Dr. Lora Barke is a breast imaging radiologist, Medical Director, and Lead Interpreting Physician - Invision Sally Jobe Breast Centers
Lora Barke, DO on Digital Breast Tomosynthesis
Here is Lora Barke, DO answering RSNA’s questions regarding her recent research on Digital Breast Tomosynthesis.
What are the chief limitations of mammography?
The ideal screening tool finds all the cancers and causes no false alarms- so our goal is to get as close to that ideal as we can. On regular 2D mammography, a big limitation is overlapping tissue because the breast is just compressed into one flat image, which can not only result in recalls from screening mammography, it can also hide cancers.
With DBT, we have the ability to scroll through the breast tissue a millimeter at time and unmask these areas. As a result, many studies, including ours, have shown that recall rates decrease and cancer detection increases when DBT is used. Our study furthermore shows a significant increase in sensitivity as well as specificity- essentially showing that with DBT, we are better at finding a cancer when a cancer exists, and can be more confident when we say that an exam is normal. With DBT, we come closer to the ideal.
How are false negative asymptomatic cancers discovered?
If a patient has another kind of screening in addition to mammography, like ultrasound or MRI, and a cancer is found within 12 months of a negative mammogram, these are called asymptomatic FN cancers. In our study, we also included exams that were categorized as BIRADS 3 but ended up being cancer within 12 months.
Symptomatic false negative cancers are those that present with a symptom like pain, discharge, or a lump, within a year of a normal mammogram. These are often more aggressive- they grow faster and have poorer biologic profiles compared to cancers detected at screening.
What do these results suggest about the role of DBT going forward?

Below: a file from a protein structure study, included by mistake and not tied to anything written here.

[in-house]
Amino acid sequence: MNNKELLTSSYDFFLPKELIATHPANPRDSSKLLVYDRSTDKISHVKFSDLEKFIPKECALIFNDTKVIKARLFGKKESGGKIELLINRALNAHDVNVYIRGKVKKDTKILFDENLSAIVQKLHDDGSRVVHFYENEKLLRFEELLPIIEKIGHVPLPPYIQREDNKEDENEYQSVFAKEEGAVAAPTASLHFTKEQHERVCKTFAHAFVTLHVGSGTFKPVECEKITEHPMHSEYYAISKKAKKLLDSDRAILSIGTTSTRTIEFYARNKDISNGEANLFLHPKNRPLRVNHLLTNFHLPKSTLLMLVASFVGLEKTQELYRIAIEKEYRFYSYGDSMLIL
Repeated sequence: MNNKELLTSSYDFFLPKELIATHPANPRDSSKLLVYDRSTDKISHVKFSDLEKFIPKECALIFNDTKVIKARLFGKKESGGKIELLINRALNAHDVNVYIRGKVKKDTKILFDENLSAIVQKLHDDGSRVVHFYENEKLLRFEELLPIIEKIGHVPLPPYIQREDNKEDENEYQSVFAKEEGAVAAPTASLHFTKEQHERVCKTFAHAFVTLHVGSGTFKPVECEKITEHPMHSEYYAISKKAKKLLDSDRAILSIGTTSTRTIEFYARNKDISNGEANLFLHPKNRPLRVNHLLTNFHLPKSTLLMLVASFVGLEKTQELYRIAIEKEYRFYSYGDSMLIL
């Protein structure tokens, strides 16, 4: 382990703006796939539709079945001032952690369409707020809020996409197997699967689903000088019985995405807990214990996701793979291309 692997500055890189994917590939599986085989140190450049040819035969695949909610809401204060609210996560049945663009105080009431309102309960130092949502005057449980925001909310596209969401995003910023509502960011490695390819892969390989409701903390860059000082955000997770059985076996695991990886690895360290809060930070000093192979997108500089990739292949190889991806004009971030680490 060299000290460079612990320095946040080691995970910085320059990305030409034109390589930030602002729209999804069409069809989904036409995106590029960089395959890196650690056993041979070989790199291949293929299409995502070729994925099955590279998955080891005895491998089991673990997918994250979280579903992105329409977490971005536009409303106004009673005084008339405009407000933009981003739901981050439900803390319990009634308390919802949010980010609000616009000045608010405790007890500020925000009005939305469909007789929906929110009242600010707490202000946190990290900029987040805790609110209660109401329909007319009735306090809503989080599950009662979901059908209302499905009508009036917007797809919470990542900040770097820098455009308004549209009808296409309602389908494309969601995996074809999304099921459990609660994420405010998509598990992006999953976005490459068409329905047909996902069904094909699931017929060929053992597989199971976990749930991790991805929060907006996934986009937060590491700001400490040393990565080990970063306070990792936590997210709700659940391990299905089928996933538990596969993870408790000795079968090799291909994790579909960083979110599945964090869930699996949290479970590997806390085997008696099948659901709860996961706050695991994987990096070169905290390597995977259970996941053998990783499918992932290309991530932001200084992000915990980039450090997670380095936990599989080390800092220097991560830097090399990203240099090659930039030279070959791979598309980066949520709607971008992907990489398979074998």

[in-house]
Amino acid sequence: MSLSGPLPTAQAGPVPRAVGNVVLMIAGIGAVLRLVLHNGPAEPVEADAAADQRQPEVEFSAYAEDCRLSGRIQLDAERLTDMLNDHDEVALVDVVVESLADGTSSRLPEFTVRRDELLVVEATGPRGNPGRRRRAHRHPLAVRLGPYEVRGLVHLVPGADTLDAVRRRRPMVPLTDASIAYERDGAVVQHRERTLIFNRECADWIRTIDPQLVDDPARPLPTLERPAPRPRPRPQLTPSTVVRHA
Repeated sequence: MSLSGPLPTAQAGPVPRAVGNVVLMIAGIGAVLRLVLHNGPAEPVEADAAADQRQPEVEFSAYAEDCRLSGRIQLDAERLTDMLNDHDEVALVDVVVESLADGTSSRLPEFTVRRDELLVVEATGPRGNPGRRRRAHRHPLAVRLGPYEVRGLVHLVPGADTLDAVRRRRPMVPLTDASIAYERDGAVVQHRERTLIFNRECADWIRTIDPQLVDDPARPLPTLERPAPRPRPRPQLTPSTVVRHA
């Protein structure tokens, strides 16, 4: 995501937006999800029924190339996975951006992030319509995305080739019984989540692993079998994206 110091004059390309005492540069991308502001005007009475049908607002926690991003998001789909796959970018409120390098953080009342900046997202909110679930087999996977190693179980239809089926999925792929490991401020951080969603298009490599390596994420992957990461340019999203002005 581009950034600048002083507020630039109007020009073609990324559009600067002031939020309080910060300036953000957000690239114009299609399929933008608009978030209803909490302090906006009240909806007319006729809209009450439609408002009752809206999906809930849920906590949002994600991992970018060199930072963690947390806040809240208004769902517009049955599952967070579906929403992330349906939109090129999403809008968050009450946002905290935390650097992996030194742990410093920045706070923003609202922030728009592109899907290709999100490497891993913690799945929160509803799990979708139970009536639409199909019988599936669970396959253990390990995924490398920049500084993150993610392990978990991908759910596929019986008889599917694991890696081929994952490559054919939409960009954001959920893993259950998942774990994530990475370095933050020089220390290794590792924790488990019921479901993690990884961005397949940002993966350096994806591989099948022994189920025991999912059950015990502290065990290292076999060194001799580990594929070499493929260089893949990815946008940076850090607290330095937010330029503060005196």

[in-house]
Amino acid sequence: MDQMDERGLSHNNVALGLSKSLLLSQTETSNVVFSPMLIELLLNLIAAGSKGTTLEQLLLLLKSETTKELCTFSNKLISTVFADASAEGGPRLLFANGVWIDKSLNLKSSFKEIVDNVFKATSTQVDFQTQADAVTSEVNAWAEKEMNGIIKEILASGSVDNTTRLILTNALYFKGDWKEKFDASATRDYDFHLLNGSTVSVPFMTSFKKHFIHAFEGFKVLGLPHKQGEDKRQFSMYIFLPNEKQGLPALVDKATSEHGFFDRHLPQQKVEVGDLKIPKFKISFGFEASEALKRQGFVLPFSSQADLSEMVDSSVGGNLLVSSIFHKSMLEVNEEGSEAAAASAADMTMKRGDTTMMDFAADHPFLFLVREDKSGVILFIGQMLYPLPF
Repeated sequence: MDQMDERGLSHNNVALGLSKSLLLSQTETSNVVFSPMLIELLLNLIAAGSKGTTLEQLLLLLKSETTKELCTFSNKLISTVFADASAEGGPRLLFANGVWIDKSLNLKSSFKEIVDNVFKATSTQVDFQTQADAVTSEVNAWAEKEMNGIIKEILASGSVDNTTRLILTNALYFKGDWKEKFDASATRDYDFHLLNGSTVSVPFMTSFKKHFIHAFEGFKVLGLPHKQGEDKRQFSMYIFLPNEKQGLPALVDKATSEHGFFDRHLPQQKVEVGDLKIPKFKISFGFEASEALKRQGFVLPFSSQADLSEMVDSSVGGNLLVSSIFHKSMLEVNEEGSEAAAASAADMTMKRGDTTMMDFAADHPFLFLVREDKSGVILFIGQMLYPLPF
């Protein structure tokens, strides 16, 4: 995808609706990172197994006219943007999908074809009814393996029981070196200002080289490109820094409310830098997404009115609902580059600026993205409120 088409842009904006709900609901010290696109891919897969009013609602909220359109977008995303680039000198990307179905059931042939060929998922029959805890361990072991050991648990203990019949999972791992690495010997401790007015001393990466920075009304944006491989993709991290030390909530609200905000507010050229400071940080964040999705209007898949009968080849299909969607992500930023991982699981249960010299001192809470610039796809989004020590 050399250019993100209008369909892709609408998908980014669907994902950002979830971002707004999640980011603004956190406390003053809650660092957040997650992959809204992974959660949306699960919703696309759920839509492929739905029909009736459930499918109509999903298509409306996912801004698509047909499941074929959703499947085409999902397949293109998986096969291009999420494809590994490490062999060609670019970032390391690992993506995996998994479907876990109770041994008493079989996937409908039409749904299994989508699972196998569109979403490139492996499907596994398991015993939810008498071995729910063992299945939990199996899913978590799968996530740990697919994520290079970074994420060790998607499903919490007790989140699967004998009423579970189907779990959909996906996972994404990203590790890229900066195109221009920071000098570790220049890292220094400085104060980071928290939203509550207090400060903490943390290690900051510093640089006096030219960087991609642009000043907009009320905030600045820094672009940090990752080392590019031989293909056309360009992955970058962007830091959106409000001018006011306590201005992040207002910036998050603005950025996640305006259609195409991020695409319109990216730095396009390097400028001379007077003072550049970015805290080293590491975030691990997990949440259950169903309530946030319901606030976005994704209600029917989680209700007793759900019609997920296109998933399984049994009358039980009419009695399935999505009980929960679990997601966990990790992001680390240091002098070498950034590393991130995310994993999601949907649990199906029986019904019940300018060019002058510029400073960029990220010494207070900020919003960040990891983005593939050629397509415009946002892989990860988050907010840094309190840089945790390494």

Using false negative cancer rates is a way to get an idea of how a tool can affect morbidity/mortality, in a more reasonable time frame than a randomized clinical trial. Here, we have shown a trend towards fewer false negative cancers with DBT. Our results build on past studies that have shown that DBT improves performance outcomes for breast cancer screening- with DBT, we show we are detecting more invasive cancers, but they are cancers with favorable prognostic criteria, which means these patients would have more treatment options. Taken together with reduced recall rates, and thus less patient anxiety, I would anticipate that DBT will continue to move forward as the standard of care to replace regular mammography.
Are there any drawbacks to DBT that need to be addressed before it can have a more widespread role?
DBT equipment does cost more but reimbursement is also higher by most insurances, so the return on investment is rapid. Also, multiple studies have shown that screening outcomes are significantly improved with DBT, which translates to more efficient workflow: because there are fewer recalls, fewer additional studies need to be done, and when an abnormality is found on DBT, the work up or evaluation of the finding usually needs less additional imaging or can go straight to ultrasound, compared to abnormalities detected on 2D alone.
There may be some practices that are waiting to switch to DBT because of radiation dose concerns. While there is more radiation dose when a study is performed with DBT, it is still below FDA safety limits. Synthesized DBT creates a 2D image so you don’t have to take a regular 2D mammogram picture and this essentially halves the radiation dose and makes it the same dose as regular mammogram. Studies are showing that this synthesized DBT also has similar benefits as the original DBT, though we don’t have as much evidence yet with synthesized DBT.
Does DBT have any advantages in imaging dense breasts?
In our current study, Recall rates were significantly lower in both heterogeneously dense and extremely dense breasts in the DBT group compared to DM. We also saw significantly higher cancer detection rates with DBT in women with heterogeneously dense breasts compared to DM. With women with extremely dense breasts, the cancer detection was higher, but not significantly so. Which makes sense- you need a bit of fat to provide contrast to the fibroglandular tissue in order to detect abnormalities, whether you are using DBT or DM. And this highlights a group of women who would benefit from supplementary screening.
Learn more here-https://pubs.rsna.org/doi/10.1148/radiol.2020202858